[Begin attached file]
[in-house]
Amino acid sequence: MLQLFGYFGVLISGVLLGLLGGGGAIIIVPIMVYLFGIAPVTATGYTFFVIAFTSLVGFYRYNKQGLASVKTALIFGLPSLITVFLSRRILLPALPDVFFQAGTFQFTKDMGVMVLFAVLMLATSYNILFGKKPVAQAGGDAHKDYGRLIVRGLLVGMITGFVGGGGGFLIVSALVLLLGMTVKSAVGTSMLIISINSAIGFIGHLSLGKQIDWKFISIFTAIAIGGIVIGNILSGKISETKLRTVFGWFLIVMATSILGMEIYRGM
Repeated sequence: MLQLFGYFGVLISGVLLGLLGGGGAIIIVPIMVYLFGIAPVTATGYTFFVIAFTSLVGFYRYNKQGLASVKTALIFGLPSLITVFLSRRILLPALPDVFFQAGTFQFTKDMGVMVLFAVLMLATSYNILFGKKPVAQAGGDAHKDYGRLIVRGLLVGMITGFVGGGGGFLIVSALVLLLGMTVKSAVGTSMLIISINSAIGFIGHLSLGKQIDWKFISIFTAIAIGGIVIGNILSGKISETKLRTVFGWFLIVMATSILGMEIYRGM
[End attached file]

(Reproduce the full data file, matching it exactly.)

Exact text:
[in-house]
Amino acid sequence: MLQLFGYFGVLISGVLLGLLGGGGAIIIVPIMVYLFGIAPVTATGYTFFVIAFTSLVGFYRYNKQGLASVKTALIFGLPSLITVFLSRRILLPALPDVFFQAGTFQFTKDMGVMVLFAVLMLATSYNILFGKKPVAQAGGDAHKDYGRLIVRGLLVGMITGFVGGGGGFLIVSALVLLLGMTVKSAVGTSMLIISINSAIGFIGHLSLGKQIDWKFISIFTAIAIGGIVIGNILSGKISETKLRTVFGWFLIVMATSILGMEIYRGM
Repeated sequence: MLQLFGYFGVLISGVLLGLLGGGGAIIIVPIMVYLFGIAPVTATGYTFFVIAFTSLVGFYRYNKQGLASVKTALIFGLPSLITVFLSRRILLPALPDVFFQAGTFQFTKDMGVMVLFAVLMLATSYNILFGKKPVAQAGGDAHKDYGRLIVRGLLVGMITGFVGGGGGFLIVSALVLLLGMTVKSAVGTSMLIISINSAIGFIGHLSLGKQIDWKFISIFTAIAIGGIVIGNILSGKISETKLRTVFGWFLIVMATSILGMEIYRGM